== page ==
This article is an excerpt from Chapter one in my new book The Chicken Little Agenda – Debunking Experts' Lies. This is the third of eleven parts for Chapter one that will be presented here sequentially. Read part two here.
The Green Revolution
What Really Happened
Exxon, of course, was on the scene. The men running this corporation sensed how the wind was blowing and made practical decisions. They spent more on the initial cleanup than the annual budget of several nations. Exxon deserves praise and respect for its actions following the spill. As it turned out, this was finally recognized by the court when it excused $125 million of Exxon's fine because of these actions. Nevertheless, the civil penalties levied against Hazelwood and Exxon are outrageous examples of how justice can be miscarried when emotion overcomes logic and opinion replaces fact.
Here are the facts.
Only 200 miles of Prince William coastline were significantly fouled, not 1,300 as "officially" reported, but this information appears only in the fine print at the end of the report. The remaining 1,100 miles received nothing more than possibly a light sheen of oil in one or two places along the beach.
While the general visibility was reported as ten nautical miles, the local visibility near Bligh Reef at the time of the grounding was near zero.
Far from being one of the largest oil spills in history, as reported in Microsoft's Encarta Online Encyclopedia, the Prince William Sound spill ranked a distant fifty-fourth. The Amoco Cadiz spilled nearly 70 million gallons of oil off the coast of Brittany, France, on March 16, 1978, over six times the oil spilled by the Exxon Valdez, and yet even this spill ranks only sixth. On June 3, 1979, the exploratory well IXTOC I blew in the Bay of Campeche off Ciudad del Carmen, Mexico, spewing 140 million gallons of oil into that beautiful bay. And even this ranks only number two. The all-time "winner" is former Iraqi leader Sadam Hussein, who caused the deliberate release of over 40.5 billion gallons of oil into the Persian Gulf, over 3,750 times the size of the Prince William Sound spill.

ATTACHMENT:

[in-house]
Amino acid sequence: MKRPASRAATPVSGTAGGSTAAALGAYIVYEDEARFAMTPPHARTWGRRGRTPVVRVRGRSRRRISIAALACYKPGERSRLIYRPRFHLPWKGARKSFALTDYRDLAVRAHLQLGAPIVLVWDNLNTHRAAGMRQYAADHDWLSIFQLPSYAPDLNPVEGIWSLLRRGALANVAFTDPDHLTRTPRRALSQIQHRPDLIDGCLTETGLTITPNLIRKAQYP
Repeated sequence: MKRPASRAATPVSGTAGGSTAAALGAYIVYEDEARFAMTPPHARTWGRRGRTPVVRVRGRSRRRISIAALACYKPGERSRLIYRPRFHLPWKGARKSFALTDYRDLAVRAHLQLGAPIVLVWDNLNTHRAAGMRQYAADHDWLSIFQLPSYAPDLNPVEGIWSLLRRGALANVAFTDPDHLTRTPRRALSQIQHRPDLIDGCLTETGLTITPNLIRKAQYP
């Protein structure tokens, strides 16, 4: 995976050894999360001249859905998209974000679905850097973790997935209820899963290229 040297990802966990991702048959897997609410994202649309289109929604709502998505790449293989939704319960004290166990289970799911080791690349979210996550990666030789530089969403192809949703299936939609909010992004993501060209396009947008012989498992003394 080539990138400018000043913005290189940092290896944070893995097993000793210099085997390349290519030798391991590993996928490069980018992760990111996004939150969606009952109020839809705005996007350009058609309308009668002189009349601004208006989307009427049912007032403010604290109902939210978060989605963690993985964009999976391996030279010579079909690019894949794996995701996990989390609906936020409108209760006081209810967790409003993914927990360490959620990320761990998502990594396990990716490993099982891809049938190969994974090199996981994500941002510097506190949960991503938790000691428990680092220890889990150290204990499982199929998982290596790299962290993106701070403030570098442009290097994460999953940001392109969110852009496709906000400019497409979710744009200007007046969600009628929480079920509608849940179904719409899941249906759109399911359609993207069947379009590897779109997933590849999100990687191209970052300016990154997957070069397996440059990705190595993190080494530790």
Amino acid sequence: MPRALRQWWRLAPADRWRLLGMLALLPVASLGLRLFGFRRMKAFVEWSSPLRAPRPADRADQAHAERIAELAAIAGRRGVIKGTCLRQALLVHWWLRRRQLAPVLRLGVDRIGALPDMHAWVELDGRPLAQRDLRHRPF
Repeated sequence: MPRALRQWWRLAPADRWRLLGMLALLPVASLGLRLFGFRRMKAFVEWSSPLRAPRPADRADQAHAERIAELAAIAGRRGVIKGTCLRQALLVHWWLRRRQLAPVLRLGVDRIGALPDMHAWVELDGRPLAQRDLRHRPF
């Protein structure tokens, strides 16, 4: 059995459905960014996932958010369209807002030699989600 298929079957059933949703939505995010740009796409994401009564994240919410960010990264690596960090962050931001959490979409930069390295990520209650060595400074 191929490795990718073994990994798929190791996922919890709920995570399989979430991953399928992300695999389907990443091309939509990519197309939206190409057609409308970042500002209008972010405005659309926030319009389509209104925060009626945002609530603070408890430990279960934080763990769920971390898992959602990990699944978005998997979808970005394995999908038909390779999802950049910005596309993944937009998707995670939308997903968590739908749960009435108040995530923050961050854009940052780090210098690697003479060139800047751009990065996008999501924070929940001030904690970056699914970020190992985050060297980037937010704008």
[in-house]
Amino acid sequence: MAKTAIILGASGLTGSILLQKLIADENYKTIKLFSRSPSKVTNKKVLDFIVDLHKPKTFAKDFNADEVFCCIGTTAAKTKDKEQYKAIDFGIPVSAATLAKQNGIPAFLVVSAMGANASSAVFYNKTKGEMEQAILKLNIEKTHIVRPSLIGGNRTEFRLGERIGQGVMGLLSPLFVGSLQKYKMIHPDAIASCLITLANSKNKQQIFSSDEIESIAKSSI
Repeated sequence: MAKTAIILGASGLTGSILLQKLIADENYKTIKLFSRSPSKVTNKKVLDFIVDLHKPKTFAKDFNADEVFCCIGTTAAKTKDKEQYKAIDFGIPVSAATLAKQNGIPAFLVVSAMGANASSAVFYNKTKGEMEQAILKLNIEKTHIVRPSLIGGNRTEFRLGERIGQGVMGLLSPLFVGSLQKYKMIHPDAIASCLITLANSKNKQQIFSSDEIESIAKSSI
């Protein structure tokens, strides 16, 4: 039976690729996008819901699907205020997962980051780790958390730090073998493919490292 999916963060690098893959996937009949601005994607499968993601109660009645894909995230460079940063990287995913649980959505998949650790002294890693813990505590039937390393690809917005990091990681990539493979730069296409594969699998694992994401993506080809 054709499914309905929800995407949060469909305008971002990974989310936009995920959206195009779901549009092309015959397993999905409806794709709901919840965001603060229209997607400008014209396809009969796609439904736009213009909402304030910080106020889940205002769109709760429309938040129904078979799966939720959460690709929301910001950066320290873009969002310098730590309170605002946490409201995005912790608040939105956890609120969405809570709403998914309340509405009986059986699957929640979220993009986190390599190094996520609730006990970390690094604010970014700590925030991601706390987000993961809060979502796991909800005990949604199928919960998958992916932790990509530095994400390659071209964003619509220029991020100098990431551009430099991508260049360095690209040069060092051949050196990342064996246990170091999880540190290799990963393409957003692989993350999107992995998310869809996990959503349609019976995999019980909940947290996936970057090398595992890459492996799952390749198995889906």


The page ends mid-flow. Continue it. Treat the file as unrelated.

The Office of Response and Restoration of the National Oceanic and Atmospheric Administration (NOAA) reports on their Web site: "What we have found is that, despite the gloomy outlook in 1989, the intertidal habitats of Prince William Sound have proved to be surprisingly resilient. Many shorelines that were heavily oiled and then intensively cleaned now appear much as they did before the spill. Most gravel beaches where the sediments were excavated and pushed into the surf zone for cleansing have returned to their normal shape and sediment distribution patterns. Beaches that had been denuded of plants and animals by the toxic effects of oil and by the intense cleanup efforts show extensive recolonization and are similar in appearance to areas that were unoiled" (emphasis NOAA's).
In its evaluation of the effectiveness of the cleanup methods used after the spill, NOAA says: "Our intent in creating this monitoring program was to study shoreline ecological recovery after an environmental disaster like the Exxon Valdez spill, and then to use those lessons as scientific guidance for what we do in future response actions. At this point in time, our task is incomplete. However, some of the findings have already changed the way we think about cleaning up oil spills" (emphasis NOAA's). And then NOAA cites these examples (emphasis NOAA's):
- More judiciousness in the use of aggressive cleanup methods, such as hot-water washing, would help to temper the severe effects we have observed in biological communities.